Like many other shark species, Goblin sharks main threat is by-catch from deep-sea longlining and deep-sea trawling. They are listed by the IUCN as least concern. Unfortunately, being relatively understudied, this may be incorrect as there is a very minimal amount of knowledge about the lives of these sharks. Leaving the question: what else is there to know about the truly incredible Goblin shark?
SCIENTIFIC NAME: Mitsukurina owstoni
MAXIMUM SIZE: Up to 3.8 meters (12.5 feet) in length
DIET: Feeds primarily on deep-sea fish, but also crustaceans and cephalopods
DISTRIBUTION: Goblin Sharks have a wide but patchy distribution, found in deep waters of the Atlantic, Indian, and Pacific Oceans.
HABITAT: Primarily found in the deep sea, typically between 200 and 1,200 meters (656 and 3,937 feet) in depth. They are occasionally seen at shallower depths, but are typically associated with steep slopes and canyons on the continental shelf and slope.
Due to their deep-sea habitat and elusive nature, they are rarely encountered and little is known about their population trends. However, they are sometimes caught as bycatch in deepwater fisheries, and there is concern over the potential impacts of deep-sea mining activities on their habitat.
Images – www.fishesofaustralia.net.au/home/species/3254 | Wikimedia Commons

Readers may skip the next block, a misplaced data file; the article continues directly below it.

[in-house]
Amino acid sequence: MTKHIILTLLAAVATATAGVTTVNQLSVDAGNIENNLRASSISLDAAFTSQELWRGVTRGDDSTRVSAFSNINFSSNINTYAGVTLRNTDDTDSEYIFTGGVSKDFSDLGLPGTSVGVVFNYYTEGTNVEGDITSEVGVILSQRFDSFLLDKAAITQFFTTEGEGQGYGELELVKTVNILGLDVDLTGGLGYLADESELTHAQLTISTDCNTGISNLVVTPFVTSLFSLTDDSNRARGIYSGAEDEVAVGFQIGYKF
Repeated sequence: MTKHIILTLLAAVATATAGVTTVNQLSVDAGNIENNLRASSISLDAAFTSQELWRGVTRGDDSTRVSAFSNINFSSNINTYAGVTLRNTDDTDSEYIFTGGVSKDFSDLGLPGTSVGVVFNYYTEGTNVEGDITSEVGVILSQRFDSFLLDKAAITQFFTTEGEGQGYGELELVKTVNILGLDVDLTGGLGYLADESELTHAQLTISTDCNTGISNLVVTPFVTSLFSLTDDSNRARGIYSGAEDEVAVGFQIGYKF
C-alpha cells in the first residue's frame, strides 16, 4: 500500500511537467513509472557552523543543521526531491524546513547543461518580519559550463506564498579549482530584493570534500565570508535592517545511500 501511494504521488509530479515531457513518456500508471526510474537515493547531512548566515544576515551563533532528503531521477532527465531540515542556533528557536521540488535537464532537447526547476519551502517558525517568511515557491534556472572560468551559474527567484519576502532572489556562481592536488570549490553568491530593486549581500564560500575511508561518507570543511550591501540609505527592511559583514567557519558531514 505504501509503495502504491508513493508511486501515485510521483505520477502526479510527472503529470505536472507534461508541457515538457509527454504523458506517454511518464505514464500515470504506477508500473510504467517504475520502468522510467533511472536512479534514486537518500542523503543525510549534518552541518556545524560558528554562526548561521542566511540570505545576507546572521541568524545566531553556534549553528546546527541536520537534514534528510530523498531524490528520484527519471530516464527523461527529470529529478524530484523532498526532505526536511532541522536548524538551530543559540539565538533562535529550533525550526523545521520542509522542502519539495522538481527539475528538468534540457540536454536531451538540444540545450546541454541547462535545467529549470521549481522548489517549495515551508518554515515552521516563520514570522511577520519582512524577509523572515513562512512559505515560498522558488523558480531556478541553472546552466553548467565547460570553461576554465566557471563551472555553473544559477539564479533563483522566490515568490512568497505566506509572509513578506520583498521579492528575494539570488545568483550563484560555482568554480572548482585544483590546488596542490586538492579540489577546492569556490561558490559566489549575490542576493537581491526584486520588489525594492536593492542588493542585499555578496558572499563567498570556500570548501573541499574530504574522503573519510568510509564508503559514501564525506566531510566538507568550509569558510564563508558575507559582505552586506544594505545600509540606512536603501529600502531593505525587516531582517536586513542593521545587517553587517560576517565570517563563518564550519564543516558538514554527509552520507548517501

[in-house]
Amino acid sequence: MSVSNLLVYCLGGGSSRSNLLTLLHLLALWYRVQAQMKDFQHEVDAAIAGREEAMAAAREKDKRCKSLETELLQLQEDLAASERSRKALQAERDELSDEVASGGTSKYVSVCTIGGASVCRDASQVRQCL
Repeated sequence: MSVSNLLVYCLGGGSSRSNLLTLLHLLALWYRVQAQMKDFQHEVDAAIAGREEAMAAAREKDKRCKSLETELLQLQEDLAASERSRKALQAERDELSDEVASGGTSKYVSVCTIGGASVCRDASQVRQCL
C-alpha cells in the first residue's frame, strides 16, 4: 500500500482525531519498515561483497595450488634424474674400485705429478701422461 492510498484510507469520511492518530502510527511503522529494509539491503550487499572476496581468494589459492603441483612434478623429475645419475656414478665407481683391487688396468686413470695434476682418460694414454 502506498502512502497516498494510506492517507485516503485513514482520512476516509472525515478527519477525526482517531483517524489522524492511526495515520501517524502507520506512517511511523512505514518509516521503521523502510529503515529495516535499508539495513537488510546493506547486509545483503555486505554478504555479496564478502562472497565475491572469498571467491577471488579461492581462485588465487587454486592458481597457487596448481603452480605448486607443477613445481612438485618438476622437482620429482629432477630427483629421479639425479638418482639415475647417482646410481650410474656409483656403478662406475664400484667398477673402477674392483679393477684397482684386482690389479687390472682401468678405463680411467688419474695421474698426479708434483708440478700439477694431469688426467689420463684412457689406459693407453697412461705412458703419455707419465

Marine Life & Conservation Blogs
Creature Feature – Megamouth Shark
A rare and mysterious species, the Megamouth Shark Megachasma pelagios was first sighted when one had gotten entangled in a sea anchor (Oceana, 2023), and hauled up by fishermen on-board a navy ship in 1976 (Black, 2014). The Megamouth Shark is distributed worldwide in tropical to temperate latitudes, can be found in costal to open ocean (epipelagic to bathypelagic), and is a filter feeder, like that of the Whale, and Basking Shark (Oceana, 2023).
Upon its first discovery, this genus of shark generated its own taxonomy, Order Lamniformes (mackerel sharks), and belongs to the family Megachasmidae (megamouth sharks) (Oceana, 2023). Currently this shark is listed as least concern on the IUCN Red List, with the most recent assessment of species health being in 2018 (IUCN Red List, 2023). The Megamouth Shark can be found resident in countries such as Australia, Sri Lanka, Vietnam, South Africa, and China, with the current population number of sharks being unknown due to their rare sightings, and lack of research (IUCN Red List, 2023).
A large species of shark, reaching weights of up to 2700 pounds (1215kg), and approximately 16 feet in length (5m), this species has only been observed within the wild a few times, with less than 60 individual sharks having been known by scientists to of ever been captured or observed (Oceana, 2023). The smallest of the three species of filter-feeding sharks, this shark derived its name from its remarkably large, circular mouth (Oceana, 2023). From what little research has been carried out on the species, from the rare few sightings these sharks have been observed residing near to the surface, in depths of up to 15,000 feet (4600m) (Oceana, 2023).